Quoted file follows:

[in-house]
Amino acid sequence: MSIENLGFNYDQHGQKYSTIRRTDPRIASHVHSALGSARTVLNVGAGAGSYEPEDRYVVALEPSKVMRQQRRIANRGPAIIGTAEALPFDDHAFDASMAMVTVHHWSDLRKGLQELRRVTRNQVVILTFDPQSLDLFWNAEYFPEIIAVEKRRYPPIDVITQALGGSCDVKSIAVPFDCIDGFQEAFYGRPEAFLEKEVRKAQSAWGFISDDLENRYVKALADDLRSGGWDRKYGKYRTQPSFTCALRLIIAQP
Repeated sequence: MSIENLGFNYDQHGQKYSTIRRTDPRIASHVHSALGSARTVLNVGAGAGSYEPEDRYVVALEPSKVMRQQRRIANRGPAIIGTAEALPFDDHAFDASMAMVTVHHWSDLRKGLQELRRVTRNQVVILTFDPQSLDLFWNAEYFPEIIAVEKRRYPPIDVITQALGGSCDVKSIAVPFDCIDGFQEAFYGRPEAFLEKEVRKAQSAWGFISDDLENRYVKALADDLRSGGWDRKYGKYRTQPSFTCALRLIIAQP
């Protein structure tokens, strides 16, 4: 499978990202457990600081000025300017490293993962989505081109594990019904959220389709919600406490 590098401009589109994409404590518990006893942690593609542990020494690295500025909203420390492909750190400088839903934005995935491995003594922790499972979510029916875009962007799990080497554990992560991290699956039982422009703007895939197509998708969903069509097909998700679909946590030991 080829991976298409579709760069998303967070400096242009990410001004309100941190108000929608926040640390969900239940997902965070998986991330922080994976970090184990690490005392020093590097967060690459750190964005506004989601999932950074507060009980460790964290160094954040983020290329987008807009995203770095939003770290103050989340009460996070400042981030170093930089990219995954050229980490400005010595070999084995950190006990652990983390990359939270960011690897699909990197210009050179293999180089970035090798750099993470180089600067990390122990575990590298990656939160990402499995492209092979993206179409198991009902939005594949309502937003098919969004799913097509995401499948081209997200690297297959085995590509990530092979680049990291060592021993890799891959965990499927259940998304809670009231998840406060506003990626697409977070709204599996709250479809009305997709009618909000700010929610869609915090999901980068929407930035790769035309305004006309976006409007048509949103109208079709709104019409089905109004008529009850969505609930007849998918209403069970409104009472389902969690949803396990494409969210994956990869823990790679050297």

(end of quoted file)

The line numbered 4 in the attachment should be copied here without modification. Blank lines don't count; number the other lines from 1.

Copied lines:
């Protein structure tokens, strides 16, 4: 499978990202457990600081000025300017490293993962989505081109594990019904959220389709919600406490 590098401009589109994409404590518990006893942690593609542990020494690295500025909203420390492909750190400088839903934005995935491995003594922790499972979510029916875009962007799990080497554990992560991290699956039982422009703007895939197509998708969903069509097909998700679909946590030991 080829991976298409579709760069998303967070400096242009990410001004309100941190108000929608926040640390969900239940997902965070998986991330922080994976970090184990690490005392020093590097967060690459750190964005506004989601999932950074507060009980460790964290160094954040983020290329987008807009995203770095939003770290103050989340009460996070400042981030170093930089990219995954050229980490400005010595070999084995950190006990652990983390990359939270960011690897699909990197210009050179293999180089970035090798750099993470180089600067990390122990575990590298990656939160990402499995492209092979993206179409198991009902939005594949309502937003098919969004799913097509995401499948081209997200690297297959085995590509990530092979680049990291060592021993890799891959965990499927259940998304809670009231998840406060506003990626697409977070709204599996709250479809009305997709009618909000700010929610869609915090999901980068929407930035790769035309305004006309976006409007048509949103109208079709709104019409089905109004008529009850969505609930007849998918209403069970409104009472389902969690949803396990494409969210994956990869823990790679050297």